It takes a rare personality to satisfy the creative urges of strong-minded pop artists as well as the commercial requirements of their record labels, but few have managed it more successfully than Greg Kurstin. A 2010 Grammy Award nominee for “Producer of the Year,” as well as a three-time Ivor Novello Award recipient, the Los Angeles-born and bred Kurstin has become one of the industry’s most sought-after songwriters and producers, thanks to his artistic versatility, multi-instrumentalist ability, and personal affability. Over the last few years, Kurstin has written, produced, and played on hits by pop’s biggest stars, including Pink, Kelly Clarkson, Ke$ha, and Lily Allen, as well as alternative-leaning acts The Shins, Santigold, Foster the People, Sia, Tegan & Sara, and the Flaming Lips.
Perhaps the greatest testament to Kurstin’s appeal comes from the very people he’s helped to achieve their creative vision, such as Lily Allen, who turned to Kurstin as a producer, writer, musician, and engineer for both her Grammy-nominated gold album Alright, Still and its Top 5 follow-up It’s Not Me, It’s You. “There’s something uniquely special about Greg that I’ve rarely found with other collaborators,” says Allen. “He is incredibly multi-talented as a musician and as a songwriter, and when he and I work together, something magical happens. It’s like Greg becomes a muse to an idea I’m having in that particular moment, and he just seems to understand what I’m trying to say. He’s quite incredible, really.”
“Greg is awesome to work with because he’s open to trying new things,” says Kelly Clarkson. “He’s not a formulaic producer who just wants to make a buck. He’s a talented and creative musician who caters to the artists he’s working with. Instead of pushing a sound he thinks will sound great for the artist, he helps the artist find their own sound and style. We need more producers like him.”
Kurstin’s artist-whisperer abilities stem from the trust his clients place in him when they discover he’s one of them. A musician since the age of five when he began studying piano, Kurstin also played guitar and joined his first band at age 11. He co-wrote the B-side to KROQ staple “My Mother Is A Space Cadet” with his classmate Dweezil Zappa at age 12. In junior high, Kurstin discovered the New Wave sounds of The B-52s and Devo (whose comeback album, Something For Everybody, he’d go on to produce tracks for decades later), as well as British bands The Clash, The Specials, and The Jam, which strongly influenced his aesthetic.
But it was discovering jazz in high school that altered Kurstin’s life in the most significant way and which he credits with his agility in the studio today. He became obsessed with artists like John Coltrane, Miles Davis, and Charles Mingus, even seeking out Mingus’ pianist Jaki Byard and moving to New York to study with Byard at The New School for Jazz and Contemporary Music. Kurstin performed with such greats as George Coleman, Charles McPherson, and Bobby Hutcherson, the latter two for ten years.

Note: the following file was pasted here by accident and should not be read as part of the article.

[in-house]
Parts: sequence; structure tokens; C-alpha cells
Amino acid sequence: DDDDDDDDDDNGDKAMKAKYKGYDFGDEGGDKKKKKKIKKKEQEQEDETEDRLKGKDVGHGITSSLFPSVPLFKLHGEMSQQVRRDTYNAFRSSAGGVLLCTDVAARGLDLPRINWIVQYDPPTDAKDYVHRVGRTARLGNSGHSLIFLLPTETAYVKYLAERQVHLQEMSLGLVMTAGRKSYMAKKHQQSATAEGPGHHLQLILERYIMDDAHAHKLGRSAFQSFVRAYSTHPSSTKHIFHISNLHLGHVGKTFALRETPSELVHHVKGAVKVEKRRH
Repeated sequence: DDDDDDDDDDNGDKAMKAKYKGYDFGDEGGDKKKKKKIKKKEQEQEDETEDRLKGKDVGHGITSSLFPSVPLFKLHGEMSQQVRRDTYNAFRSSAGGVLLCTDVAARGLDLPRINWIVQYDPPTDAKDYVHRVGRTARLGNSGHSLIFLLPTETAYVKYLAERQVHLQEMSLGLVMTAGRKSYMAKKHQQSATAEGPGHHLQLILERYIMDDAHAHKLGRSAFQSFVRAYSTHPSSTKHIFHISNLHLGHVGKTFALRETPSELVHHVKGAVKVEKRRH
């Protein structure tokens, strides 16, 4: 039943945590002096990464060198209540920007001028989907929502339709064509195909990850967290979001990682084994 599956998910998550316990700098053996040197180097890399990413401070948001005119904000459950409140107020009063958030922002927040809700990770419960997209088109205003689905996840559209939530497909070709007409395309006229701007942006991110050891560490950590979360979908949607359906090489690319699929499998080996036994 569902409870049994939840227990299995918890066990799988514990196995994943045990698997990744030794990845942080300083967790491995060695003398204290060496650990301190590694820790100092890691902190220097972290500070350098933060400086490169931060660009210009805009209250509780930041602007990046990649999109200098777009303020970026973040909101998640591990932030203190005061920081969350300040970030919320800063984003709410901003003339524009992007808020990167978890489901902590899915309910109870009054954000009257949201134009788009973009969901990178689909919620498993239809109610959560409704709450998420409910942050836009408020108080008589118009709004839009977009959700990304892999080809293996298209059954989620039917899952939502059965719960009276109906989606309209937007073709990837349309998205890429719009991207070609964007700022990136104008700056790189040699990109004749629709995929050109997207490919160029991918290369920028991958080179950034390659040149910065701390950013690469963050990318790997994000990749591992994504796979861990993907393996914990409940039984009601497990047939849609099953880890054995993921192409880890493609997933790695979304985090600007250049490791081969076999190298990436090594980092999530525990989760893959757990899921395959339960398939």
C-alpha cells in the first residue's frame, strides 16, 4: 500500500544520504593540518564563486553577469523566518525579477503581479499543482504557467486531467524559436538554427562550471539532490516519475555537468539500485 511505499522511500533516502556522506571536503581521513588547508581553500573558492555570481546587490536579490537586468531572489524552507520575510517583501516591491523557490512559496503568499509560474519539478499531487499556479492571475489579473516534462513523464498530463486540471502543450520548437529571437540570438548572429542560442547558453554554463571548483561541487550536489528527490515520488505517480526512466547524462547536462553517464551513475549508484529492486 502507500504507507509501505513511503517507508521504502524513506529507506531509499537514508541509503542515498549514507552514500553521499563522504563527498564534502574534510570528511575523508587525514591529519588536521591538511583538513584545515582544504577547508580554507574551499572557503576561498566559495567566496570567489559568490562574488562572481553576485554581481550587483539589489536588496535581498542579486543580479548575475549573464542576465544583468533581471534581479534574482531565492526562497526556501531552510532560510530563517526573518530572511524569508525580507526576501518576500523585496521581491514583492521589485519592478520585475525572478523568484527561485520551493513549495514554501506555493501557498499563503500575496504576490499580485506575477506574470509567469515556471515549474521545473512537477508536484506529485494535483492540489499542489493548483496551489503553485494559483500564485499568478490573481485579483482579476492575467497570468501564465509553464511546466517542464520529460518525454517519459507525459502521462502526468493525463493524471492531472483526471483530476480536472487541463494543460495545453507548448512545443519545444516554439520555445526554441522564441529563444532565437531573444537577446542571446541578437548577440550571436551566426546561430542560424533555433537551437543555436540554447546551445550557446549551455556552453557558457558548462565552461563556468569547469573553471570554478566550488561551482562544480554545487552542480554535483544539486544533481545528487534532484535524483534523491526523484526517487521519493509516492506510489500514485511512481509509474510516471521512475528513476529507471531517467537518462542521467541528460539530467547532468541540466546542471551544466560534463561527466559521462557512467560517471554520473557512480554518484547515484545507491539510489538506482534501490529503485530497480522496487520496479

Throughout his musical education, Kurstin wrote songs and recorded them on his own, indulging his love for arranging and engineering wherever possible. Temperamentally unsuited for the competitiveness and rigidity of the New York jazz scene, Kurstin moved back to Los Angeles to attend Cal Arts and eventually hooked up with singer-songwriter Tommy Jordan, with whom he formed the alternative group Geggy Tah. The duo signed to David Byrne’s Luaka Bop label and released three albums, including 1996’s Sacred Cow, which spawned a Billboard Top 20 hit single “Whoever You Are.”
In the years following Geggy Tah’s split, Kurstin began to accept work as a side man, performing with The Flaming Lips, Red Hot Chili Peppers, and Beck, for whom he eventually became musical director. The urge to write and record his own music, however, persisted, so when Beck’s touring cycle ended, Kurstin formed a new band with Inara George, a local singer he had met when he played on her debut solo album. Kurstin and George called themselves the bird and the bee and made several ’60s and ’70s-inspired pop albums together, including the well-received Ray Guns Are Not Just The Future, which was released by EMI’s Blue Note Records. Kurstin also signed a publishing deal with EMI and began placing songs with overseas artists like All Saints, Kylie Minogue, and Sia, and was eventually introduced to then up-and-comer Lily Allen. His success with her led to work with a variety of artists that spanned genres, everyone from global superstar Britney Spears to racy electro-provocateur Peaches.
In the past year alone, Kurstin has played on, written, and produced tracks on albums by Kelly Clarkson (Stronger), The Shins (Port of Morrow), Tegan and Sara (Heartthrob), Ke$ha (Warrior), Santigold (Master Of My Make-Believe), and Pink (The Truth About Love, which debuted at No. 1).
“Greg became an instant friend,” Pink says. “He’s got this energy in the studio that’s giving and present and humble and easy. Then he slaps you across the face with pure genius-ness and musicality. He comes up with these ideas and melodies and is such an incredibly supportive sounding board. He’s like the perfect songwriting volleyball partner — he catches what you throw at him and then throws it right back. And if it’s shit, he has a really nice way of telling you that. I absolutely love working with him.”